Botanical Name: Gaultheria procumbens
En Français: Gaulthérie couchée
The fragrant oil from Wintergreen’s leaves traditionally used for medicine, but munching leaves raw can cause stomach distress.
Berries are edible.
Excellent ground cover for shady areas. Woodland gardens, rock gardens, foundations or native plant areas. Plants are an interesting complement to other acid-loving shrubs such as azaleas, rhododendrons, kalmias and blueberries.
Planting and Care Considerations
Germination seeds require a period of cold-moist stratification (1-2 months).
Established plants tolerate some dry soils. Plants perform best in climates with cool summers. Space plants 10-14” apart for growth as a ground cover.
Spread: 12-18" (30-38cm)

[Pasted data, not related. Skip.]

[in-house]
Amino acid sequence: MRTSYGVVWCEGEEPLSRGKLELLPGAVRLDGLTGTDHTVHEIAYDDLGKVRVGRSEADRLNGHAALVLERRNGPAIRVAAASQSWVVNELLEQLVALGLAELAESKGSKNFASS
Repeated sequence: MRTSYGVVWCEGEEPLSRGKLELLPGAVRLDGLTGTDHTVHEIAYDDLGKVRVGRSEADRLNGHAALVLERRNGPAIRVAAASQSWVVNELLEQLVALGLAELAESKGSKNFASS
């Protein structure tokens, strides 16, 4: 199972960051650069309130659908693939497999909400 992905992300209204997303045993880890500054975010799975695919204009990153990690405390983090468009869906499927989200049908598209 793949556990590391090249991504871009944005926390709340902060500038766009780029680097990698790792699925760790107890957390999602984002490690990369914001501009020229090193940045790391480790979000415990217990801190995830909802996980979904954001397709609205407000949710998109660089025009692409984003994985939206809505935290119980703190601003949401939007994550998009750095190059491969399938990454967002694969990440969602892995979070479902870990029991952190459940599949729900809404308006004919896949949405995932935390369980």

Water: Keep soil moist throughout growth and bloom season.
Best Soil: Bright spot with well-drained soil rich in organic matter, with a pH of 5.5 to 6.5.
Growth Habit: Slow growing shrub
Berries are an excellent winter food for some wildlife such as pheasant, grouse, squirrels and deer. Foliage was once used to make oil of wintergreen which has astringent, stimulant and diuretic properties. Wintergreen has been a popular flavoring for chewing gum, candies and toothpaste.
Leaves were once made into poultices for arthritic pain and sore muscles. Fruits may be eaten raw or added to pastries and salads.